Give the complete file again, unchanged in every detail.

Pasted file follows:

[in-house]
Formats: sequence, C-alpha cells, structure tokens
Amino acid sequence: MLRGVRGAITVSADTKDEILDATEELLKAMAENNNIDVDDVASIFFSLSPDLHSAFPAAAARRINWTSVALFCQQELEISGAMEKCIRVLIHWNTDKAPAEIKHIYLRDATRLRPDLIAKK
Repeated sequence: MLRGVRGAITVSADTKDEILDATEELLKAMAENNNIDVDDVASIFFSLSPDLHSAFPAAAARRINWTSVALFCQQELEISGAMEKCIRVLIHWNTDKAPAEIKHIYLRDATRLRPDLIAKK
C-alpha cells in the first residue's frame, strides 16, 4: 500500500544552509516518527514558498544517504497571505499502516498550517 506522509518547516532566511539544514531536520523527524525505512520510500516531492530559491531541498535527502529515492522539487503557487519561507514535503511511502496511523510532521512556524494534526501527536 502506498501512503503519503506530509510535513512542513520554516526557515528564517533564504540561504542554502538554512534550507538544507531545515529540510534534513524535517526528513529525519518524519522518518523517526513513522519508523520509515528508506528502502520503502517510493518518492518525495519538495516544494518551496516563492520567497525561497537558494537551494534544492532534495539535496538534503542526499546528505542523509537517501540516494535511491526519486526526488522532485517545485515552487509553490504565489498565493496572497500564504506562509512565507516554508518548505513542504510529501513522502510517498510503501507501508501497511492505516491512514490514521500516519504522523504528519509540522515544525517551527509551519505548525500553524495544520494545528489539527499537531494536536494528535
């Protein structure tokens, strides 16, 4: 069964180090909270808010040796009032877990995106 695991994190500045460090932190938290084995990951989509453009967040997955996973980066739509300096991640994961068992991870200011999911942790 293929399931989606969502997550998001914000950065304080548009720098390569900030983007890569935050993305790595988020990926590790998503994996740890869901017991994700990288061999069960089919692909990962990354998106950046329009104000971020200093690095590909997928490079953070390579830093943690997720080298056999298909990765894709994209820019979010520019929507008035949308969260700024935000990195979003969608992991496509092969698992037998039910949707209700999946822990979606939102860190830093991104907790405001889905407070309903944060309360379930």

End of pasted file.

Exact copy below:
[in-house]
Formats: sequence, C-alpha cells, structure tokens
Amino acid sequence: MLRGVRGAITVSADTKDEILDATEELLKAMAENNNIDVDDVASIFFSLSPDLHSAFPAAAARRINWTSVALFCQQELEISGAMEKCIRVLIHWNTDKAPAEIKHIYLRDATRLRPDLIAKK
Repeated sequence: MLRGVRGAITVSADTKDEILDATEELLKAMAENNNIDVDDVASIFFSLSPDLHSAFPAAAARRINWTSVALFCQQELEISGAMEKCIRVLIHWNTDKAPAEIKHIYLRDATRLRPDLIAKK
C-alpha cells in the first residue's frame, strides 16, 4: 500500500544552509516518527514558498544517504497571505499502516498550517 506522509518547516532566511539544514531536520523527524525505512520510500516531492530559491531541498535527502529515492522539487503557487519561507514535503511511502496511523510532521512556524494534526501527536 502506498501512503503519503506530509510535513512542513520554516526557515528564517533564504540561504542554502538554512534550507538544507531545515529540510534534513524535517526528513529525519518524519522518518523517526513513522519508523520509515528508506528502502520503502517510493518518492518525495519538495516544494518551496516563492520567497525561497537558494537551494534544492532534495539535496538534503542526499546528505542523509537517501540516494535511491526519486526526488522532485517545485515552487509553490504565489498565493496572497500564504506562509512565507516554508518548505513542504510529501513522502510517498510503501507501508501497511492505516491512514490514521500516519504522523504528519509540522515544525517551527509551519505548525500553524495544520494545528489539527499537531494536536494528535
């Protein structure tokens, strides 16, 4: 069964180090909270808010040796009032877990995106 695991994190500045460090932190938290084995990951989509453009967040997955996973980066739509300096991640994961068992991870200011999911942790 293929399931989606969502997550998001914000950065304080548009720098390569900030983007890569935050993305790595988020990926590790998503994996740890869901017991994700990288061999069960089919692909990962990354998106950046329009104000971020200093690095590909997928490079953070390579830093943690997720080298056999298909990765894709994209820019979010520019929507008035949308969260700024935000990195979003969608992991496509092969698992037998039910949707209700999946822990979606939102860190830093991104907790405001889905407070309903944060309360379930």